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Is there a performance difference between the following 2 queries, and if so, then which one is better?:

    select 
    q.id, 
    q.name 
    from(
        select id, name, row_number over (partition by name order by id desc) as row_num
from table
    ) q
        where q.row_num = 1

versus

select
max(id) ,
name
from table
group by name

(The result set should be the same)

This is assuming that no indexes are set.

UPDATE: I tested this, and the group by was faster.

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1  
Just test it? Second query should be group by name I assume –  Andomar Jun 27 '12 at 18:55
    
There are a lot of variables here - in most cases these should boil down to the roughly the same plan (depending on underlying indexes); well actually the most costly part of each plan should be the same. But you are actually in the best position to test which is faster, because you can run both queries on your hardware, against your schema, with your data, stats, etc. –  Aaron Bertrand Jun 27 '12 at 19:04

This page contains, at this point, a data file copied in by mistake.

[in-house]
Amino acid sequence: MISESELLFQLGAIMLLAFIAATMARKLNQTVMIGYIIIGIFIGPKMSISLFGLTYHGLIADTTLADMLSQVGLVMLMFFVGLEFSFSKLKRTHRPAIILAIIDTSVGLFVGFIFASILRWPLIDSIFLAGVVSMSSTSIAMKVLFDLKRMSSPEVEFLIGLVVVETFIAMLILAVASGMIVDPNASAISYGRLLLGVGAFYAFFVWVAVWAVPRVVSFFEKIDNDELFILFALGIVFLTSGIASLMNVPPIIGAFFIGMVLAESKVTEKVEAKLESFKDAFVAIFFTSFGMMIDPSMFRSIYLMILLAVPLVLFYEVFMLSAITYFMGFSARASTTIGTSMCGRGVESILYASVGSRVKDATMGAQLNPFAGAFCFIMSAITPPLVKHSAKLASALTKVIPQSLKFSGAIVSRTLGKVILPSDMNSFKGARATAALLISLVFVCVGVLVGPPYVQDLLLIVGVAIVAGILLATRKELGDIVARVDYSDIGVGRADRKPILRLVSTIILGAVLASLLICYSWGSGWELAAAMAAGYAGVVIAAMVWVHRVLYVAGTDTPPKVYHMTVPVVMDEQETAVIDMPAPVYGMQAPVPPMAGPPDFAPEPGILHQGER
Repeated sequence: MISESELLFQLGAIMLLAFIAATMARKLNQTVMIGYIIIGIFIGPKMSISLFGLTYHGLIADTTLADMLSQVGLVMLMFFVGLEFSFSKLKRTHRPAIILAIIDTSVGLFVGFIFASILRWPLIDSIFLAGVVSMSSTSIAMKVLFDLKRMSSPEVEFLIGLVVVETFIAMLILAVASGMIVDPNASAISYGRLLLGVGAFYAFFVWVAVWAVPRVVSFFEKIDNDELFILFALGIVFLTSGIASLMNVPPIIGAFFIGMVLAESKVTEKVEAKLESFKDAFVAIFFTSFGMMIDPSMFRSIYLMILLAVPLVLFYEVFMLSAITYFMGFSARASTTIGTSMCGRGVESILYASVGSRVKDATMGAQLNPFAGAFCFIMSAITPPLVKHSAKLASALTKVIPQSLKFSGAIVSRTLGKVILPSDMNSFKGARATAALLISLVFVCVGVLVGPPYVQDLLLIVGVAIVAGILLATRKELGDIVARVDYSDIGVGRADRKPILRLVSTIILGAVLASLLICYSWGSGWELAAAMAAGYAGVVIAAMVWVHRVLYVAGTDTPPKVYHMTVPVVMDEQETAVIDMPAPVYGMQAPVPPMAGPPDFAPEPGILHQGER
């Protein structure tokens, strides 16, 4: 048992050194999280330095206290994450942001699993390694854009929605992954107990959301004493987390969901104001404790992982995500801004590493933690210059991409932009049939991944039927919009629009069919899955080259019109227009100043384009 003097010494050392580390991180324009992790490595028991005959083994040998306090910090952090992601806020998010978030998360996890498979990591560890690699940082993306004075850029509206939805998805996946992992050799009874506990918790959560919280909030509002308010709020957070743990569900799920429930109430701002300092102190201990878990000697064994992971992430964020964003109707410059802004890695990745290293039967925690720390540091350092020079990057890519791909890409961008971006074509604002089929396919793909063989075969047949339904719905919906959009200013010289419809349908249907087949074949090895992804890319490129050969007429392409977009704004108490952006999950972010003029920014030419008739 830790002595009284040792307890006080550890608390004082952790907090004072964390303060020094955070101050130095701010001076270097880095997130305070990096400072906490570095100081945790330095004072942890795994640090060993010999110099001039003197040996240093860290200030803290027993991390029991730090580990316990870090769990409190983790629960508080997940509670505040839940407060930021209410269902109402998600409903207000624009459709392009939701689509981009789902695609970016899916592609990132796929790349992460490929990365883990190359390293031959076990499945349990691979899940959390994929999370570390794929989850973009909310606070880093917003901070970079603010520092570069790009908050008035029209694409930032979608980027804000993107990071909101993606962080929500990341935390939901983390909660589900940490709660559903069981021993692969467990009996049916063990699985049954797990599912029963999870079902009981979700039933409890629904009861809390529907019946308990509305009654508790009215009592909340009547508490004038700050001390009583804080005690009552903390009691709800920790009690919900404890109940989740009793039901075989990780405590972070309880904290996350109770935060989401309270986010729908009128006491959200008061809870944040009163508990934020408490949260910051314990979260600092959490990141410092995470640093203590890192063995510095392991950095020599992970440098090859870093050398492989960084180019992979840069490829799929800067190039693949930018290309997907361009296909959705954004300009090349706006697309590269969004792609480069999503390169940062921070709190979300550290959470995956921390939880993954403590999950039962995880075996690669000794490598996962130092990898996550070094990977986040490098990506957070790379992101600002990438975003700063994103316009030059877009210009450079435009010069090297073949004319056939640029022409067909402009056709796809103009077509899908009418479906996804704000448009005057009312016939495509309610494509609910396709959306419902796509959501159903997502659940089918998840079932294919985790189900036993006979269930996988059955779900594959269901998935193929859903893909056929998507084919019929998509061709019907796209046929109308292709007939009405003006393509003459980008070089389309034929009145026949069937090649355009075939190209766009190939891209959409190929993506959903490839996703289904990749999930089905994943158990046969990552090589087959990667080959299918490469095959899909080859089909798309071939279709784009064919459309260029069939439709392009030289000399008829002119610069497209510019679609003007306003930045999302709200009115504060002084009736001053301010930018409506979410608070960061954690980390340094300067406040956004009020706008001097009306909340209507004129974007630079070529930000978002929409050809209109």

You'd really need to test, you can use the SQL*Plus autotrace feature. But if this is a test question, with no other information, I'm picking the second one, figuring out the execution plan for that is pretty straightforward. With the analytic functions (as in the first query), it's not clear what shortcuts the optimizer can figure out, like whether row_number has to be assigned to every row before the predicate (row_num = 1) is applied, or whether there's a STOPKEY shortcut. Without seeing the autotrace output, I'd go with the second one. –  spencer7593 Jun 27 '12 at 20:50
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2 Answers

up vote 1 down vote accepted

The group by should be faster. The row number has to assign a row to all rows in the table. It does this before filtering out the ones it doesn't want.

The second query is, by far, the better construct. In the first, you have to be sure that the columns in the partition clause match the columns that you want. More importantly, "group by" is a well-understood construct in SQL. I would also speculate that the group by might make better use of indexes, but that is speculation.

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I'd use the group by name.

Not much in it when the index is name, id DESC (Plan 1)

but if the index is declared as name, id ASC (Plan 2) then in 2008 I see the ROW_NUMBER version is unable to use this index and gets a sort operation whereas the GROUP BY is able to use a backwards index scan to avoid this.

You'd need to check the plans on your version of SQL Server and with your data and indexes to be sure.

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